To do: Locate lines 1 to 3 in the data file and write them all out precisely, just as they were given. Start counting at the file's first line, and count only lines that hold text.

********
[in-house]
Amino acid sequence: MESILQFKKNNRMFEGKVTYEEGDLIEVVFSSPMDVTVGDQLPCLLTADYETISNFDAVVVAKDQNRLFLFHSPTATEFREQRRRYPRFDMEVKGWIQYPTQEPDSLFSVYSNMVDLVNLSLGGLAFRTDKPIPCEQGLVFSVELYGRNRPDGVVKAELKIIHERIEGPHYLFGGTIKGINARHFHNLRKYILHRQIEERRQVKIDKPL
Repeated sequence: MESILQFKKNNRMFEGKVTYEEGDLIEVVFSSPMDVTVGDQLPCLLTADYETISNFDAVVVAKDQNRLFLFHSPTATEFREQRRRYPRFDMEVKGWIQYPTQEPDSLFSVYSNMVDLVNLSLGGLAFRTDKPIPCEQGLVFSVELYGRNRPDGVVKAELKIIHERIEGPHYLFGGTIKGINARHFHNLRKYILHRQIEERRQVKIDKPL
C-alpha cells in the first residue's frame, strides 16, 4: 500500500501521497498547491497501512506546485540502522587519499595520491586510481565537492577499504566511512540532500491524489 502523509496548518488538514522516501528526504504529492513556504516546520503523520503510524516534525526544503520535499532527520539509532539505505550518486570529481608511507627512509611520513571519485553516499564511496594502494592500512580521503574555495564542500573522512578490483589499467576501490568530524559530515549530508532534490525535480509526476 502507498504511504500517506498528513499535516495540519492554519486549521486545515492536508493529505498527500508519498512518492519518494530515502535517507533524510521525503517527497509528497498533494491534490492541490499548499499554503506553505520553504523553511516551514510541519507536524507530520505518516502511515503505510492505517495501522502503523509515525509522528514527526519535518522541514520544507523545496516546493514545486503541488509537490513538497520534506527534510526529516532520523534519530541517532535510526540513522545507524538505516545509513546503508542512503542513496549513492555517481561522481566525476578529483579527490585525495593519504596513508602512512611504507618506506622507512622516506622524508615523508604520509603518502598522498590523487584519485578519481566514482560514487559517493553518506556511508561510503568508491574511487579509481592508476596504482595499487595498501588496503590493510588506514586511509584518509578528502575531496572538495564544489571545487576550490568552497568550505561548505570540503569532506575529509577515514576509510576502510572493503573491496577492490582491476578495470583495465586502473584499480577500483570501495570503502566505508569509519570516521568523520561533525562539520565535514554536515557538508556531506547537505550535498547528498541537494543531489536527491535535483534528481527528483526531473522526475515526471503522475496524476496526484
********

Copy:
[in-house]
Amino acid sequence: MESILQFKKNNRMFEGKVTYEEGDLIEVVFSSPMDVTVGDQLPCLLTADYETISNFDAVVVAKDQNRLFLFHSPTATEFREQRRRYPRFDMEVKGWIQYPTQEPDSLFSVYSNMVDLVNLSLGGLAFRTDKPIPCEQGLVFSVELYGRNRPDGVVKAELKIIHERIEGPHYLFGGTIKGINARHFHNLRKYILHRQIEERRQVKIDKPL
Repeated sequence: MESILQFKKNNRMFEGKVTYEEGDLIEVVFSSPMDVTVGDQLPCLLTADYETISNFDAVVVAKDQNRLFLFHSPTATEFREQRRRYPRFDMEVKGWIQYPTQEPDSLFSVYSNMVDLVNLSLGGLAFRTDKPIPCEQGLVFSVELYGRNRPDGVVKAELKIIHERIEGPHYLFGGTIKGINARHFHNLRKYILHRQIEERRQVKIDKPL